And then I went to Germany where I taught English as a foreign language for eight years and while I was there, I started not liking my job very much and wanted to do more.
So I started studying part-time remotely in Germany and got married while I was in Germany. My wife is from Cape Town, so we decided to move back and I transferred my credits to the University of Cape Town and started studying astronomy at UCT.
And when I looked at my life and tried to figure out what do I want to do? I looked at what interests me, what I do in my free time. And one of those things was reading about the Universe and stars and astronomy on the internet. So I wanted to pursue that further and now I’ve had the opportunity to do that.
Brandon: [00:06:23] Oh, you went very far hey, from tourism to a banker, to a teacher and then boom, you went into your passion. That’s cool and now you’re making your passion your literal job.
Bret: [00:06:32] Yeah, it’s nice to finally be able to get paid for doing something I enjoy, it’s an experience that I haven’t had until somewhat recently. That work could be something that you look forward to instead of something you do until the weekend comes.
Brandon: [00:06:48] And how was the transition from being, on one side? So as a teacher, you on one side of the classroom, and then as a student, you now on the completely other side of the classroom, how was that transition for you?
Bret: [00:07:02] That transition was a bit challenging but more challenging was the age difference, so going back and studying with 18-year-olds just coming out of matric to where I’m a peer with them, but I’m the same age as my lecturers.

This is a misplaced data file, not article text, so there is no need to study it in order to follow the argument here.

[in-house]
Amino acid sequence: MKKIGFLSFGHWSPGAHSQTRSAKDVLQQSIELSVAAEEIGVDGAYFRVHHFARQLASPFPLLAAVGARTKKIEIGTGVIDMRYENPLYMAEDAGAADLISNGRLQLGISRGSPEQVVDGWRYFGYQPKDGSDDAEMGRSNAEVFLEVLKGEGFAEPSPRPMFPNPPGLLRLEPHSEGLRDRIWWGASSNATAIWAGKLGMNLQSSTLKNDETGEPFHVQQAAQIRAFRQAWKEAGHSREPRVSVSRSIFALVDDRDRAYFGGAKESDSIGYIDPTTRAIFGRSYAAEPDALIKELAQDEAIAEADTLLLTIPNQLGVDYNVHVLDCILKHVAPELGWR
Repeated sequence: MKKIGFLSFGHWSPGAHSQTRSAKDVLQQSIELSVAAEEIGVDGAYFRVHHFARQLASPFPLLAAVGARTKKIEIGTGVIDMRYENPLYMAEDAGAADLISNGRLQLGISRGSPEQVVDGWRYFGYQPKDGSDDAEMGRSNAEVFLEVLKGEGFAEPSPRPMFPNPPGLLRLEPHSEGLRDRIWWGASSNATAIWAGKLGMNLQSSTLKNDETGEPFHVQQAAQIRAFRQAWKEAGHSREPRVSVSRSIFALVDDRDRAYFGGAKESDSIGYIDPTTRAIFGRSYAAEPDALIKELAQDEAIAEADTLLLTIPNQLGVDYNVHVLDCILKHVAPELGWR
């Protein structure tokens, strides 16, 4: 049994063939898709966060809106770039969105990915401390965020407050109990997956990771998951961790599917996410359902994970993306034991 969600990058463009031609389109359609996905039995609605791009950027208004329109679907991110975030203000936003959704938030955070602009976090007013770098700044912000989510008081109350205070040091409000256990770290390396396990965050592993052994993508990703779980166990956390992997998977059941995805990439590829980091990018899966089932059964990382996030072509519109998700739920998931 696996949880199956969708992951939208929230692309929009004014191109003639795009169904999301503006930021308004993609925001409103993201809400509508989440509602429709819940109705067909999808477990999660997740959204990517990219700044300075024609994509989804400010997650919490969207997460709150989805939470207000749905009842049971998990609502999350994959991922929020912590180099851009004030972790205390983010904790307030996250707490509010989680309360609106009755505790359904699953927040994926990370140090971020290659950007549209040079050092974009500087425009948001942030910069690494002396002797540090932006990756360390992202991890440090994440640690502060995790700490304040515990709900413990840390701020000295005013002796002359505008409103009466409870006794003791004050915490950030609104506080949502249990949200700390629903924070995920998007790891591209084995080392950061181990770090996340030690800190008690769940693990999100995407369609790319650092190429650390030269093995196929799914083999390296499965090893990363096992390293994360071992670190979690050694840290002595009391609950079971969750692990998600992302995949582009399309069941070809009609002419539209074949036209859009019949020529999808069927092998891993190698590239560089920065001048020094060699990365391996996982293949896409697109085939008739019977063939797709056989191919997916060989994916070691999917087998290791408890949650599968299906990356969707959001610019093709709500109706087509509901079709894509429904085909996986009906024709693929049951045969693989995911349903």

So that was a big challenge to try and treat younger people as my peers and people of the same age as my superiors if that makes sense.
Brandon: [00:07:28] That makes sense. When I first met you too, I had to like take back. Cause it was like, oh, not a lecturer, a student.
Bret: [00:07:33] Yeah. And I think I was in my first year then, and I believe you were in honours or maybe third year at that time.
Brandon: [00:07:40] Yeah I was in honours for that one yeah.
Bret: [00:07:42] Yeah.
Brandon: [00:07:43] Alright, well, that is actually all the questions that I have at the moment. So thank you, Bret.
Bret: [00:07:48] Yeah. Thank you, Brandon, it’s been fun.
Brandon: [00:07:57] Well, that’s our interview with Bret from the University of Cape Town and the Iziko Planetarium. And hopefully, now we’ve explained why we do astronomy and astrophysics. And as Bret showed us in his journey, you’re never too late to start a new career or a new calling if you’re passionate about that.
And during the interview, something that really resonated with me was his passion for teaching and not just teaching to the classroom, but also teaching to the general audience. With his job at the Iziko Planetarium, Bret is able to explain the astrophysical phenomena and maybe even get people interested in doing astros or physics in the future.
So to me, that was really nice. I really enjoyed that and as you heard from Bret, it’s never too late to pursue your passion. So it is never too late to come into astros and on that note, I’d really like to thank Bret again for doing the interview and also would like to encourage our listeners for those in Cape Town and those planning on visiting Cape Town, post-Corona that is, to visit Bret at the Iziko Planetarium to watch one of the shows or to even meet Bret and ask him any questions you might have. I’m sure he wouldn’t mind answering them.
But on that note, I’d like to thank our listeners again for tuning in to this mini-episode of The Cosmic Savannah.
Goodbye for now.